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dc.contributor.authorYeganeh, Armin Jeddi
dc.contributor.authorHall, Ralph P.
dc.contributor.authorPearce, Annie R.
dc.contributor.authorHankey, Steven C.
dc.date.accessioned2019-01-18T19:04:14Z
dc.date.available2019-01-18T19:04:14Z
dc.date.issued2018
dc.identifier.urihttp://hdl.handle.net/10919/86763
dc.description.abstractAccess to quality public transportation is critical for employment, especially for low-income and minority populations. This study contributes to previous work on equity analyses of the U.S. public transportation system by including the 45 largest Metropolitan Statistical Areas (MSAs) in a single analysis. Year-2014 Census demographic data were combined with an existing 2014 dataset of transit job accessibility. Then, transit equality and justice indicators were developed and a regression analysis was performed to explore trends in transit job accessibility by race and income. The findings suggest that within individual MSAs, low-income populations and minorities have the highest transit job accessibility. However, the overall transit ridership is low, and in certain MSAs with high transit job accessibility both high and low income populations have high access levels but middle income populations do not. Within individual MSAs, on average, accessibility differences by income are greater than accessibility differences by race. The relative importance of race versus income for injustice increases with MSA size. In upper mid-size and large MSAs, differences by race increase. Also, the differences by race are greater among low-income populations. Accessibility- related equality and justice indicators are only one of many issues that comprise the wider discussion of equity.en_US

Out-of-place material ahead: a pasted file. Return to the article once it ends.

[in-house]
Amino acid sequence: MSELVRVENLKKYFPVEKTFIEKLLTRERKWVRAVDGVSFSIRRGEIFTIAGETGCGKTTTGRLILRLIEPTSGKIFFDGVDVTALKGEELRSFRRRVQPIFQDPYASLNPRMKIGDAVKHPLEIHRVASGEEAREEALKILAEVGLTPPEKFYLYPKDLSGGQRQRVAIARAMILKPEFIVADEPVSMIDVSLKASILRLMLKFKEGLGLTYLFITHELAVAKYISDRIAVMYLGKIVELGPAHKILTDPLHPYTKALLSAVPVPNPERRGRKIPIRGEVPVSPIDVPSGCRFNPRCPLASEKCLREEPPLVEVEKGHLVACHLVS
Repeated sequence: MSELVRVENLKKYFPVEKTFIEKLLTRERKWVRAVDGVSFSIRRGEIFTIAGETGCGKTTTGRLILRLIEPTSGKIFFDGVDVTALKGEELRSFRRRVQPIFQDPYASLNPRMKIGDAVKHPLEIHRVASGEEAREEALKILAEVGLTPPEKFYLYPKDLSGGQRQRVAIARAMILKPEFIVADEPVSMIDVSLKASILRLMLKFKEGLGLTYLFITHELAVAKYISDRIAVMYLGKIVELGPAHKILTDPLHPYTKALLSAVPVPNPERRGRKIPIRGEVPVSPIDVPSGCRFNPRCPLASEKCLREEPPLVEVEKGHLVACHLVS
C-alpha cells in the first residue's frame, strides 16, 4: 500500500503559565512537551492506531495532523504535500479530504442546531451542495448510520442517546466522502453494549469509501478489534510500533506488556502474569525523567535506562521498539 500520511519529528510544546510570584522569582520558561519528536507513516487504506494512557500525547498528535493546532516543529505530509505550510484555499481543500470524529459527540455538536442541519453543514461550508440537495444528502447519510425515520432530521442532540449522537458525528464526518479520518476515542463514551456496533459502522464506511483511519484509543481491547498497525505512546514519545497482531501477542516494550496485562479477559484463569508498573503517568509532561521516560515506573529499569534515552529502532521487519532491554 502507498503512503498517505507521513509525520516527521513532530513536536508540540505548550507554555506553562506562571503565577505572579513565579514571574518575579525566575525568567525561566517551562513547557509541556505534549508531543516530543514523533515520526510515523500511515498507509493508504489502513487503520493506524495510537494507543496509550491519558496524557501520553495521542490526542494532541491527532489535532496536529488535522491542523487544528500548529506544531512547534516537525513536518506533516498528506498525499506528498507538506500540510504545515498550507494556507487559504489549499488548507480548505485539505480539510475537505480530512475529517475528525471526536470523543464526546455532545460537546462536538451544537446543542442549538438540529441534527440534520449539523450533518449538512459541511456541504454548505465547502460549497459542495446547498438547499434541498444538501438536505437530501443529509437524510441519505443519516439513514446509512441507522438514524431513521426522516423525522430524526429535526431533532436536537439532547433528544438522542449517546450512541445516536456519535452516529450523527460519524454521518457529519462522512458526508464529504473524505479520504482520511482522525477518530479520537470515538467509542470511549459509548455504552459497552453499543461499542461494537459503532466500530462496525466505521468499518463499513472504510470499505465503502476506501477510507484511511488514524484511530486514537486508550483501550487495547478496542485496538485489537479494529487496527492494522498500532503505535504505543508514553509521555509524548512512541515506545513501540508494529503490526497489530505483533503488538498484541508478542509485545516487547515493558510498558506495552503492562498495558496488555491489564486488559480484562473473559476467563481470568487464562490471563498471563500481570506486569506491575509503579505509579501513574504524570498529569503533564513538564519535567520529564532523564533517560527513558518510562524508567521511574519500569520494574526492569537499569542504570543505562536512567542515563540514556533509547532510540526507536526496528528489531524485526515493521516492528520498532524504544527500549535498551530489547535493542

dc.format.extent18 pages
dc.format.mimetypeapplication/pdfen_US
dc.language.isoen_US
dc.publisherUniversity of Minnesota Center for Transportation Studies
dc.rightsCreative Commons Attribution-NonCommercial 4.0 International (CC BY-NC 4.0)*
dc.rights.urihttp://creativecommons.org/licenses/by-nc/4.0/*
dc.subjectSocial sustainability
dc.subjecttransit equity
dc.subjectthe Gini Index
dc.subjectequality
dc.subjectjustice
dc.titleA social equity analysis of the U.S. public transportation system based on job accessibilityen_US
dc.typeArticle - Refereeden_US
dc.title.serialJournal of Transport and Land Use
dc.identifier.doihttp://dx.doi.org/10.5198/jtlu.2018.1370
dc.identifier.volume11
dc.identifier.issue1
dc.type.dcmitypeTexten_US


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Creative Commons Attribution-NonCommercial 4.0 International (CC BY-NC 4.0)
License: Creative Commons Attribution-NonCommercial 4.0 International (CC BY-NC 4.0)